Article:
CINCINNATI, OHIO // When Barack Obama's picture and the word "re-elected" flashed on television screens at Cincy's bar in downtown Cincinnati well before midnight on Tuesday, there was silence. Then an eruption.
As people broke into a chant of "four more years!", Jimmie Link, a white steelworker, and Renee Baker, an African-American chemical plant manager, embraced in a long, spontaneous hug, with tears in their eyes.
"I don't know you," Mr Link said. "But congratulations."
Their embrace reflected the coalition of minorities, women, young people and, in Ohio at least, the white working class, which Mr Obama's vast ground campaign over the past two years brought together, culminating in victory over the Republican challenger, Mitt Romney.
His re-election, in large part, rode the inexorable demographic shifts in the United States and revealed the inability of the increasingly right-wing Republican party to capitalise on them.
"We are truly a melting pot now," Ms Baker said. "And they don't know how to accept it."
Mr Obama won 93 per cent of the African-American vote, 71 per cent of Latinos, and 73 per cent of Asians, according to a CBS News poll.
To underscore where Mr Romney's camp missed out, support for the Republican presidential candidate has declined from 40 per cent of Latino voters in 2004 to 21 per cent in Tuesday's election. Observers cited Mr Romney's rightward move on immigration reform and his call for illegal immigrants to "self deport" as a factor in his poor showing among Latinos.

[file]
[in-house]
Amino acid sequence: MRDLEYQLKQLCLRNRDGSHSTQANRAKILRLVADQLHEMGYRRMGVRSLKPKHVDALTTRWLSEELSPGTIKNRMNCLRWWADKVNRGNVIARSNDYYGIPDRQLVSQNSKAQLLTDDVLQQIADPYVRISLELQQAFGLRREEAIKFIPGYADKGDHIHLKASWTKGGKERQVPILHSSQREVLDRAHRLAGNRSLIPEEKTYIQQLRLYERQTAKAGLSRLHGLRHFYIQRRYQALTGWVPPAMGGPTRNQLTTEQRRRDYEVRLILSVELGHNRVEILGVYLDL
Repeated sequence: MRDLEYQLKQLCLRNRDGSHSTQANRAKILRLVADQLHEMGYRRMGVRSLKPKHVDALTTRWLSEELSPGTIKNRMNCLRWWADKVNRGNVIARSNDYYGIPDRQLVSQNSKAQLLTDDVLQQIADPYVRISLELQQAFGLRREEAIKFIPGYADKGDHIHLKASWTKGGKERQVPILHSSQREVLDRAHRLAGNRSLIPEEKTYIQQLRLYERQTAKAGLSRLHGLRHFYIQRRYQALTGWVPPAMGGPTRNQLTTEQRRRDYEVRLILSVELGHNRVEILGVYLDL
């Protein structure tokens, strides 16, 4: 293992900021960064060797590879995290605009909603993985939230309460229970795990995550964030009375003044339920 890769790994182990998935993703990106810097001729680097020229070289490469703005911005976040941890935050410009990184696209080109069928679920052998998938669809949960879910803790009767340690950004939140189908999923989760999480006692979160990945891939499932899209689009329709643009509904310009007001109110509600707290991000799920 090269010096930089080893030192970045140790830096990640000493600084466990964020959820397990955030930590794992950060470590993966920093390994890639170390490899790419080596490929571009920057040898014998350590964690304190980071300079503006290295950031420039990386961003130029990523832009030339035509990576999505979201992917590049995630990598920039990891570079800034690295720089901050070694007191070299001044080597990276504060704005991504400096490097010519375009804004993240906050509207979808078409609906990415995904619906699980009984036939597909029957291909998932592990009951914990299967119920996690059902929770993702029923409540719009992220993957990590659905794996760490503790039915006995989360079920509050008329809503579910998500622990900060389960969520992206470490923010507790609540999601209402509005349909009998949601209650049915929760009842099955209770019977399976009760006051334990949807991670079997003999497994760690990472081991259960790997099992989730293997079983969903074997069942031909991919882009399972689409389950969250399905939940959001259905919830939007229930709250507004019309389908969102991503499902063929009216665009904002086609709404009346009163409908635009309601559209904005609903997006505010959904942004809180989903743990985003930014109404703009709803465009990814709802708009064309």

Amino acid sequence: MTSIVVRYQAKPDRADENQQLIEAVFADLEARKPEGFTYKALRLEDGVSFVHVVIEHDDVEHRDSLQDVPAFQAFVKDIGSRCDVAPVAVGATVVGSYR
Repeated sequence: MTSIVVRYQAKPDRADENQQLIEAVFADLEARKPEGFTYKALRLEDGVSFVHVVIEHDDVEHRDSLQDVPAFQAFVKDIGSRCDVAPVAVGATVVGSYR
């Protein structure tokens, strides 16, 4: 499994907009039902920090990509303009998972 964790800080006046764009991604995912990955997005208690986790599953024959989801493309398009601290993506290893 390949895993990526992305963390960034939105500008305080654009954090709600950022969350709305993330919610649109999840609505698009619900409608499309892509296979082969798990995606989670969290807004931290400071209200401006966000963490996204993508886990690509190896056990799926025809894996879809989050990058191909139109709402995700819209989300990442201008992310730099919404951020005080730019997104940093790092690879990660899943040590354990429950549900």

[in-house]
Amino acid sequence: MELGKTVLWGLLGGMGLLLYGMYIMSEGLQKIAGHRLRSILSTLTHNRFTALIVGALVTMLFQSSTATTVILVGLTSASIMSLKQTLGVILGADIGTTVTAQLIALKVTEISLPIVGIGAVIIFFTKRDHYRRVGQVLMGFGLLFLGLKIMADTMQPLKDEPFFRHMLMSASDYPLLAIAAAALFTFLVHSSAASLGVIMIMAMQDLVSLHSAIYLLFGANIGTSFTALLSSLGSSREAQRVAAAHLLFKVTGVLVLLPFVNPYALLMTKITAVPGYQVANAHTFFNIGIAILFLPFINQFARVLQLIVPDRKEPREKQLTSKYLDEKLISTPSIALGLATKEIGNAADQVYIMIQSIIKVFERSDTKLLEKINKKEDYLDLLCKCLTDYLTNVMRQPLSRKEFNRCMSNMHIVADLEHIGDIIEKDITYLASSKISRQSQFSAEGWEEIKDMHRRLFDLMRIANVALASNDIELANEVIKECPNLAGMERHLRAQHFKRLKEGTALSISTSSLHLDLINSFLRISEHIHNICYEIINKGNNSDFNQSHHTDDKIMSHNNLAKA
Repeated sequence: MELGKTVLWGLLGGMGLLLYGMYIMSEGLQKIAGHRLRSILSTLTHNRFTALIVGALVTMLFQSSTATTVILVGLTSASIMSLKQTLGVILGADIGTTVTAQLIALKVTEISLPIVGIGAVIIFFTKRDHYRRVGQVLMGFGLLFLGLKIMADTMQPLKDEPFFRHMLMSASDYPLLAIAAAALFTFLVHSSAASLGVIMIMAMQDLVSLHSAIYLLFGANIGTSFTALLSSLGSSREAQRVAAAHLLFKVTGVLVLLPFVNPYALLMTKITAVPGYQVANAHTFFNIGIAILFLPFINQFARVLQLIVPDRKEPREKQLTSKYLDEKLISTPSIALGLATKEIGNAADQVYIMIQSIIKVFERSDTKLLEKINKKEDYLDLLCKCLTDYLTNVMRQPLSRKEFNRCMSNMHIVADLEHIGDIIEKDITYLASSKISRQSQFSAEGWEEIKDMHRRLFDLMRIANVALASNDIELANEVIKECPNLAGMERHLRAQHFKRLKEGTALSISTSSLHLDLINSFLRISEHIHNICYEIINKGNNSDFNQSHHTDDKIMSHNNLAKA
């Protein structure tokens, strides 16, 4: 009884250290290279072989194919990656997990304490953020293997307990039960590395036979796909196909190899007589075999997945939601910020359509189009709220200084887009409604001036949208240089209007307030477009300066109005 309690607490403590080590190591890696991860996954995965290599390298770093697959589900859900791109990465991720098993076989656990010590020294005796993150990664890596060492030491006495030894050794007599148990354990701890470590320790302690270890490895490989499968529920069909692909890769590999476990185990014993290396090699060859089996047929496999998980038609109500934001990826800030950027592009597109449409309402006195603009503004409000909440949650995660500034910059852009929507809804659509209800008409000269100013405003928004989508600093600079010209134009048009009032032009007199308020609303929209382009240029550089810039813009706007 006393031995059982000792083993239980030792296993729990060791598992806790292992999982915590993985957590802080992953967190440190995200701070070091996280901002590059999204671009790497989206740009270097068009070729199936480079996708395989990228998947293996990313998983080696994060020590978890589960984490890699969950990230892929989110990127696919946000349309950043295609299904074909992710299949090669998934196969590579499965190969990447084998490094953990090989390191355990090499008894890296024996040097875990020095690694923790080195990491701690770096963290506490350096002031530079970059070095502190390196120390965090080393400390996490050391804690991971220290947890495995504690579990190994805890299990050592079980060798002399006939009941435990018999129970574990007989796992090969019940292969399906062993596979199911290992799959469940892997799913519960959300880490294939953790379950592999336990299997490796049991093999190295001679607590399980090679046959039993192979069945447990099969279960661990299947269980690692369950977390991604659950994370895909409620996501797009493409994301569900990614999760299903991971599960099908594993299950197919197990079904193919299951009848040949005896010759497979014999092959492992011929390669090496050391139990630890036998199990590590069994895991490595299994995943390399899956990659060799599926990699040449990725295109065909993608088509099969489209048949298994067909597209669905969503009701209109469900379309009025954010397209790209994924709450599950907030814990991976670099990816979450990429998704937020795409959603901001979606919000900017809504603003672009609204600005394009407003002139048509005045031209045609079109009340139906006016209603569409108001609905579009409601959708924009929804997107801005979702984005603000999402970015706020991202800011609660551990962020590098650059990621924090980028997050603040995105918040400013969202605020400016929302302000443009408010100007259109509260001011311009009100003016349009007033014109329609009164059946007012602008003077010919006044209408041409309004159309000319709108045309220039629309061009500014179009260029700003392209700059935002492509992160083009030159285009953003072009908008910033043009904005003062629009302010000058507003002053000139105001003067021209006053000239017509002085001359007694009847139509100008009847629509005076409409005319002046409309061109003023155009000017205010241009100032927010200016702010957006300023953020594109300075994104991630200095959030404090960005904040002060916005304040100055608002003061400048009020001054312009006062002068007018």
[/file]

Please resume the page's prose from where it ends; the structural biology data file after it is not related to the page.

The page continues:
Mr Obama won only 39 per cent of the white vote nationally, and an even lower percentage among white men, but in Ohio he won the white vote by three percentage points.
Many here pointed to Mr Obama's bailout plan for the automobile industry - the largest employer in Ohio - and Mr Romney's opposition to it as the most important factor in the aberration in white support in Ohio. Unemployment rates are below the national average here largely because of the bailout.
The Obama campaign was also able to successfully paint Mr Romney as a buyout specialist who moved manufacturing jobs overseas.
"Mitt Romney's whole history is putting our people out of work," Mr Link, a union member, said of the man who headed Bain Capital, a private equity investment firm accused of helping ship US jobs overseas.
"He wasn't going to turn the country around."
He added that Mr Obama's recent tariffs on Chinese-made tyres likely saved him his job.
In the face of the historic amount of money spent by Republican supporters on advertisements, the Obama campaign deployed a laser-focused ground strategy to produce a higher supporter turnout.
"Obama's victories in key swing states resulted from a superior ground-game that ratcheted up turnout among core Democratic constituencies, whereas Romney never could build any intensity among core GOP groups," said Mark Rozell, a professor of public policy at George Mason University in Virginia.
Using an unprecedented volume of detailed voter data culled from market research, social media and other sources, the Obama campaign pinpointed households - rather than whole neighbourhoods - to target visits by volunteers who had tailored their pitches according to the individual's data.
"When you have working people stand up," Mr Link said outside Cincy's, as cars full of Obama supporters rolled by slowly. "We showed the world that you cannot buy an election in the United States of America."
Throughout the election campaign, Mr Romney, with his right-wing views on social issues such as gay marriage and abortion, remained out of touch with young Americans. Mr Romney lost among those under 30 by just over five million votes. Among 30-39 year olds, Mr Obama did even better than in his 2008 victory over John McCain, winning them by over 13 per cent this year.
Nathan Adams, a former US marine who works as a carpenter in Cincinnati, sat near the bar, watching Mr Romney deliver his concession speech . "It's how extreme they are," he said. "That's what hurt them."